It was incredible. It was distressing to me how simple and outrageous it was. It wasn't so complicated that you said, "Wow, at least they're smart in the way they're doing it." It was simple. It was brazen. The evidence of it was overwhelming. It's just that it hadn't been revealed to the public, and that's why could get away with it...

Over the past decade we've wanted to deregulate, and we've said, "Let's get government out of the business of looking at these issues, and permit industry to control itself, because we can trust them." Maybe that's been a very good thing in some ways.

One of the things that is eminently clear from our investigation is that all the compliance departments, all the self-regulation is nothing. They watched it, but they did nothing. So we've got to think this through, and it's not only the financial community. There are a lot of sectors where we have said self-regulation is the answer. We've got to think about it."

Eliot Spitzer, The Wall Street Fix, March 16, 2003

"The vast majority of privately negotiated OTC contracts are settled in cash rather than through delivery.

Cash settlement typically is based on a rate or price in a highly liquid market with a very large or virtually unlimited deliverable supply, for example, LIBOR or the spot dollar-yen exchange rate.

To be sure, there are a limited number of OTC derivative contracts that apply to nonfinancial underlying assets. There is a significant business in oil-based derivatives, for example. But unlike farm crops, especially near the end of a crop season, private counterparties in oil contracts have virtually no ability to restrict the worldwide supply of this commodity. (Even OPEC has been less than successful over the years.)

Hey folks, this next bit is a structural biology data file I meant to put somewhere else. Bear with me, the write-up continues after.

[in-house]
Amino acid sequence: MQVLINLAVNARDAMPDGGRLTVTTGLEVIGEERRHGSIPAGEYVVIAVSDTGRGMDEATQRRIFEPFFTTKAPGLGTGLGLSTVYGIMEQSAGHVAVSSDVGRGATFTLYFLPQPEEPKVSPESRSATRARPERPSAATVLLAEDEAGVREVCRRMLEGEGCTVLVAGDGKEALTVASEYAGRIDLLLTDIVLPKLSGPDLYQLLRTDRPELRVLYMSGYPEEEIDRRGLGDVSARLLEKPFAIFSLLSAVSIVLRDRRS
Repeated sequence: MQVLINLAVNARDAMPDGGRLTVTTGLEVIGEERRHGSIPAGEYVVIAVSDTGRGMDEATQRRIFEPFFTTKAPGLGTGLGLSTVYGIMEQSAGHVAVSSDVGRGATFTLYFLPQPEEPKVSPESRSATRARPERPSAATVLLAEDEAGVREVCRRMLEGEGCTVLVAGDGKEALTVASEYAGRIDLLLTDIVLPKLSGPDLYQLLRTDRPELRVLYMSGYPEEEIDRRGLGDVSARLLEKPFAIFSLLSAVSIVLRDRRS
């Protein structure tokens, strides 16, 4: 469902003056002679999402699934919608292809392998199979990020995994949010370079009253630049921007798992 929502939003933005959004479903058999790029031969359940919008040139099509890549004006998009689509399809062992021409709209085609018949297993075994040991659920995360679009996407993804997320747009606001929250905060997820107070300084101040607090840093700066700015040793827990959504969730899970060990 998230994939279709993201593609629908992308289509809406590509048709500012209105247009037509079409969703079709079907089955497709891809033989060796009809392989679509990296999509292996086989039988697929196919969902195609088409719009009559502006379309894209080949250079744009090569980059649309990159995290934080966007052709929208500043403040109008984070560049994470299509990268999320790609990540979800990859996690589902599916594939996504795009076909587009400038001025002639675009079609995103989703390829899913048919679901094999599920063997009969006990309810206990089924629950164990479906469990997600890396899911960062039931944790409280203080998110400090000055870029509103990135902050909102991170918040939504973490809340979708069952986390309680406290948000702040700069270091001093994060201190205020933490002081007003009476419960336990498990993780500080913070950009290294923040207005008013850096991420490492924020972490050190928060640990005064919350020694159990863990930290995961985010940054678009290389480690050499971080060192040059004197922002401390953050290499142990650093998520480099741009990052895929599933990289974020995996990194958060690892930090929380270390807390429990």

Nor can private counterparties restrict supplies of gold, another commodity whose derivatives are often traded over-the-counter, where central banks stand ready to lease gold in increasing quantities should the price rise.

To be sure, a few, albeit growing, types of OTC contracts such as equity swaps and some credit derivatives have a limited deliverable supply. However, unlike crop futures, where failure to deliver has additional significant penalties, costs of failure to deliver in OTC derivatives are almost always limited to actual damages.

There is no reason to believe either equity swaps or credit derivatives can influence the price of the underlying assets any more than conventional securities trading does."

Alan Greenspan, July 24, 1998, Testimony on the Regulation of OTC Derivatives

Hubris has no shame.

Greenspan: No irrational exuberance, stocks undervalued
By Chris Isidore
March 15, 2013

Former Federal Reserve Chairman Alan Greenspan said that even with record-high stock prices, investors don't need to worry about "irrational exuberance" this time.

In fact, his current view is that stocks are still "significantly undervalued."

Read the entire article here.

Related: Michael Hudson and Pierre Rinfret: The Myth of Alan Greenspan